Airplane stowaways; I have so many questions.
1. What is this wheel well? How big is the space?
2. What is the rate of survival? Do most die? Of what?
3. How do they get onto the tarmac without getting noticed?
4. How often does this happen?
5. At what point in the flight does the stowaway realize this was a bad decision?
Thankfully the world’s best invention Wikipedia has a whole list of wheel well people (technical term), where they were trying to go, and what they died of. Let’s look!
The wheel well people of the 1940s-1970s don’t interest me because in terms of air travel, that time period was basically prehistoric. Maybe they thought the wheel was their assigned seat. It was all a mix-up, and therefore doesn’t count for our research.
Some facts from Wikipedia: “From 1947 until September 2012, there were 96 known stowaway attempts worldwide in wheel wells of 85 separate flights, which resulted in 73 deaths with only 23 survivors.”
“Stowaways who survived usually traveled relatively short distances or at a low altitude. Two cases are known of people who survived at an altitude of about 38,000 feet (12,000 m) – a man on an 8 hour flight, whose body core temperature fell to 79 °F (26 °C), and a 16-year-old boy who was unharmed by a 5.5 hour flight, despite losing consciousness. Almost all aircraft stowaways are male.” Men!
What kills them? Oh, just this: “…being mangled when undercarriage retracts, tinnitus, deafness, hypothermia, hypoxia, frostbite, acidosis and finally falling when the doors of the compartment reopen.The landing gear compartment is not equipped with heating, pressure or oxygen, which are vital for survival at a high altitude. According to experts, at 18,000 feet (5,500 m), hypoxia causes lightheadedness, weakness, vision impairment and tremors. By 22,000 feet (6,700 m) the oxygen level of the blood drops and the person will struggle to stay conscious. Above 33,000 feet (10,000 m) their lungs would need artificial pressure to operate normally. The temperature could drop as low as −63 °C (−81 °F) which causes severe hypothermia. Those stowaways who managed to not be crushed by the retracting undercarriage or killed by the deadly conditions would most likely be unconscious when the compartment door re-opens during the approach and fall several thousand feet to their deaths.”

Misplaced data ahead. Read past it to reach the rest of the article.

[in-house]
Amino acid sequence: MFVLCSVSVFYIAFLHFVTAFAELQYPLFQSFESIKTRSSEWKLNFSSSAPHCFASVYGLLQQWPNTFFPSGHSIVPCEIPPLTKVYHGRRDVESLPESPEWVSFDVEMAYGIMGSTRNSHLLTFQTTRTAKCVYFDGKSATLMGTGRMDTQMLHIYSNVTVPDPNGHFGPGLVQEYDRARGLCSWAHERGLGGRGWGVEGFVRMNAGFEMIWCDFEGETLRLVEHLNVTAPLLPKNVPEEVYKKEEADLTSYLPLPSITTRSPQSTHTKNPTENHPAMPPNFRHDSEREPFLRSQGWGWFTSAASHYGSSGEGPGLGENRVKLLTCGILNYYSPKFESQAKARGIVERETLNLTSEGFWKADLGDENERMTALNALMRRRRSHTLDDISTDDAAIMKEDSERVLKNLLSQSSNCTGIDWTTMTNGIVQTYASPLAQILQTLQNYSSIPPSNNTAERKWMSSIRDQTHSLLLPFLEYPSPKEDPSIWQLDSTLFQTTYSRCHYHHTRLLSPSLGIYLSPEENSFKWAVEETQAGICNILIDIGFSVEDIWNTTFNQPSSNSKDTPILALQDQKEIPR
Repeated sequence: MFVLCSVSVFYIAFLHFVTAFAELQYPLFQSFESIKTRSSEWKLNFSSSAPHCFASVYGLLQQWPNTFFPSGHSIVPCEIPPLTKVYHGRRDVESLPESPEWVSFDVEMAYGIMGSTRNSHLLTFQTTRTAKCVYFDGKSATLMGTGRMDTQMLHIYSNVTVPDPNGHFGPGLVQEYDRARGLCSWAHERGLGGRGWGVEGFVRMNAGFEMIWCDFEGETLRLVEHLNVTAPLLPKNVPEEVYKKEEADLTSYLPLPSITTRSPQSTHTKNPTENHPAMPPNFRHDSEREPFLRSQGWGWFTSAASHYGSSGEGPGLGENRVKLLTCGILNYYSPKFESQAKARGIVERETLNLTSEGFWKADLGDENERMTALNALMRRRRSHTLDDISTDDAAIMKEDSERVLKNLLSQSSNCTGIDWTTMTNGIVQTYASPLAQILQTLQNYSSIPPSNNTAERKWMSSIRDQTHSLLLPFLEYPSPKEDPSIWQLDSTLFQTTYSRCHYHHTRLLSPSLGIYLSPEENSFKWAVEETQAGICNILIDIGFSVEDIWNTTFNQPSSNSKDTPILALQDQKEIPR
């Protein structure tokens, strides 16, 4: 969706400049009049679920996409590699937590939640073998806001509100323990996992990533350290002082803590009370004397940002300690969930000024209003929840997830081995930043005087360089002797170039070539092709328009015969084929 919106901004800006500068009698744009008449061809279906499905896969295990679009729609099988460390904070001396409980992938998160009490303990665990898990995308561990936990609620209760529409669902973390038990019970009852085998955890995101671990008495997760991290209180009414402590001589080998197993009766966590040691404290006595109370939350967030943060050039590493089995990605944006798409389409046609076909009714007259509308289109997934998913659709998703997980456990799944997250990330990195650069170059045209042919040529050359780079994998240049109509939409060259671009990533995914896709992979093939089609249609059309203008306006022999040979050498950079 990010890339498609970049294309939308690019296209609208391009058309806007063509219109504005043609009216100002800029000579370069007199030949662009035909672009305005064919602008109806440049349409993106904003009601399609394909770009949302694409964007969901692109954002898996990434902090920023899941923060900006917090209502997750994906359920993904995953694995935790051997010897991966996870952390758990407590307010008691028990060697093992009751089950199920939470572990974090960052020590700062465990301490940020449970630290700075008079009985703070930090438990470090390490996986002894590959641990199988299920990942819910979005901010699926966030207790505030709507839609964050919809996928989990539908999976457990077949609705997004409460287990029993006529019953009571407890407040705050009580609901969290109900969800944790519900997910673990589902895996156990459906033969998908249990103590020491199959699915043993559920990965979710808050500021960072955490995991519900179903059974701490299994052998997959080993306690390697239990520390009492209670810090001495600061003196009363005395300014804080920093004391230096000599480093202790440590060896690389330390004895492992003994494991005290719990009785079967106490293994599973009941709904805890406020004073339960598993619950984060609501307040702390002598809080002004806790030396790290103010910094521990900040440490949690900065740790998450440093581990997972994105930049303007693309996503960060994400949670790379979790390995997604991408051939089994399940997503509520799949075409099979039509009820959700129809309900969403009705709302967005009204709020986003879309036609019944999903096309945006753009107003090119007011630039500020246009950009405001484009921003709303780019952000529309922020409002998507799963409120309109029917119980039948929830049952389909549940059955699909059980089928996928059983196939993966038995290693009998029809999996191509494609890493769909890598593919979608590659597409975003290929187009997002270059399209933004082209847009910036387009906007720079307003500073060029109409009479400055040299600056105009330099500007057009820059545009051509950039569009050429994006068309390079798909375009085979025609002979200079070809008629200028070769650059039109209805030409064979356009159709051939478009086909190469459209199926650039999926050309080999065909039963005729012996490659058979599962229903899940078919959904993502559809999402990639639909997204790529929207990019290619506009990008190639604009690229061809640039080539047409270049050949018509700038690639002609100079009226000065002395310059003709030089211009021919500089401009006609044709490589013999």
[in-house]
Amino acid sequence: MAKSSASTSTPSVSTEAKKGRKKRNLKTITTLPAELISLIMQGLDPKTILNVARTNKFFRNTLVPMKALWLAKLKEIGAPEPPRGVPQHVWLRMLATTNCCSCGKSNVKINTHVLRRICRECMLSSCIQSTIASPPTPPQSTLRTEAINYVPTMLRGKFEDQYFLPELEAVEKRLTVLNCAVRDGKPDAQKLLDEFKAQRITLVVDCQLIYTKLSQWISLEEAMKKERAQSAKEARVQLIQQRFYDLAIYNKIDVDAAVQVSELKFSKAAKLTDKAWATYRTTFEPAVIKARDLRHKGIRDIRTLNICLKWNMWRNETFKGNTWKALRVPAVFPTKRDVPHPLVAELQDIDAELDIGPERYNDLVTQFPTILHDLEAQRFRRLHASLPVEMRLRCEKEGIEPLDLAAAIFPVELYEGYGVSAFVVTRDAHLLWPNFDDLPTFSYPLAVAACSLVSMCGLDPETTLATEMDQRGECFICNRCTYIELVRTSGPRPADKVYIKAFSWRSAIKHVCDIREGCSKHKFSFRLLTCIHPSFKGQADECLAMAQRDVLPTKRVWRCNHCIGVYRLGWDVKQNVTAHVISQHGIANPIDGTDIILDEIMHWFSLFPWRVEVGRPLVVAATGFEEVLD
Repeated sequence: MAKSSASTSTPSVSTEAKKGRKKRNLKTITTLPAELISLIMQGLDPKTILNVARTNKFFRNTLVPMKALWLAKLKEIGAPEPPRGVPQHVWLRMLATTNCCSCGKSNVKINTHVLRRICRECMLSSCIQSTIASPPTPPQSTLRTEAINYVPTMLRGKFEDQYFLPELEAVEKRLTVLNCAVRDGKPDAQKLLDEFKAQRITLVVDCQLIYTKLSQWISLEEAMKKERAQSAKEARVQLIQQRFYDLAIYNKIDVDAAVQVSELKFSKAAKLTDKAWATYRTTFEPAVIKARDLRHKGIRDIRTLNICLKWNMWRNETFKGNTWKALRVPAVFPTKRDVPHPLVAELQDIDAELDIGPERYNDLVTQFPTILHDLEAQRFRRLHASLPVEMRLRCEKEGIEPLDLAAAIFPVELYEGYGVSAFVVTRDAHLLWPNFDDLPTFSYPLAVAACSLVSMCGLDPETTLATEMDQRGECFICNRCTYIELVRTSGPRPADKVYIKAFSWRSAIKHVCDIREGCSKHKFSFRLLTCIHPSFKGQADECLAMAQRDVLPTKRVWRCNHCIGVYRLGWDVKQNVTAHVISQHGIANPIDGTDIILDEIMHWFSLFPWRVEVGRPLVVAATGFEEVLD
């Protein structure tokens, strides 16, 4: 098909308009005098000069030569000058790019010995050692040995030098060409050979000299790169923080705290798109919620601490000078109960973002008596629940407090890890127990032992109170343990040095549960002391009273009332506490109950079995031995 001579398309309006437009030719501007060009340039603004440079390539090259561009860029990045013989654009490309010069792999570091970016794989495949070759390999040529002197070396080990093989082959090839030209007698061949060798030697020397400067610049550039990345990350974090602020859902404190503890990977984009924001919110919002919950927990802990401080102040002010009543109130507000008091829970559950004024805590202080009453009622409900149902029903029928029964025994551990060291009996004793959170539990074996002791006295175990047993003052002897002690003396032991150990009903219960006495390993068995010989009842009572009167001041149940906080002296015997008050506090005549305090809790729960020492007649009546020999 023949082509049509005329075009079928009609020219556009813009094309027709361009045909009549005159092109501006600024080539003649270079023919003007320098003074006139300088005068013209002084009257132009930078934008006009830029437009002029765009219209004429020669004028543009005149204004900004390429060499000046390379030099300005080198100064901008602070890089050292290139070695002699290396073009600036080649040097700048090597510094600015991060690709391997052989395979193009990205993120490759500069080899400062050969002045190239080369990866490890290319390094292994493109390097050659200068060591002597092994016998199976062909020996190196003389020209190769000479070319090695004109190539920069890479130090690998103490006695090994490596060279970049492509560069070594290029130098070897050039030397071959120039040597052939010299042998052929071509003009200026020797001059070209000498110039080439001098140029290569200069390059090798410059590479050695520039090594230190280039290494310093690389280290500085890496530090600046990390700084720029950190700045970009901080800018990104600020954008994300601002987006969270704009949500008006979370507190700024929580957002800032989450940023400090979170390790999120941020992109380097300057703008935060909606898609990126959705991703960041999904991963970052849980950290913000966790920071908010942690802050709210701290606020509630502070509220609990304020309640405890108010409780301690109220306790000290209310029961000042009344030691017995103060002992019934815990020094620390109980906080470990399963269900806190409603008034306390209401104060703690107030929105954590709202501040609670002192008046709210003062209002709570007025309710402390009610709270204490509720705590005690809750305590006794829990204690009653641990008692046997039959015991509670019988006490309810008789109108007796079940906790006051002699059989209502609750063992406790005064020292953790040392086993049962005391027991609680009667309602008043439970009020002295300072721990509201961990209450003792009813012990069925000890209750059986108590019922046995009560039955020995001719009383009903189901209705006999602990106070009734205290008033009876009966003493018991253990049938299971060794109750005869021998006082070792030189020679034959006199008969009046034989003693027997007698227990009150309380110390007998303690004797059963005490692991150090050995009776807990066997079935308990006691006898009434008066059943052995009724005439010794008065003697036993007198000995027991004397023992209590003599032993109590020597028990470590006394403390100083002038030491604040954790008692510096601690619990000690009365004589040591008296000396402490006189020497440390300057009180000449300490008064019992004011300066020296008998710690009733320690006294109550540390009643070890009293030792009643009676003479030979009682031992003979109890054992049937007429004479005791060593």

So even if you manage to stay alive, albeit unconscious, you’re still going to die when the plane gets ready to land, opens the wheel well, and your “reoccurring falling dream” becomes a reality.
These two, who froze to death while stowing away, had a letter with them explaining their plight as children in Africa and why they were trying to get out. And here’s an LA Times article about a woman who had a frozen severed leg fall into her backyard, which was eventually traced back to an airplane wheel well person. CAN YOU IMAGINE?!?! It was still wearing a shoe.
And look. Here’s a cat that did it and survived. Cats!
From my brief research online, it looks like someone stows away in an airplane every couple of months, which is to say, WHAT IF THERE’S A WHEEL WELL PERSON ON ONE OF YOUR FLIGHTS? Kinda makes coach not look so shitty anymore.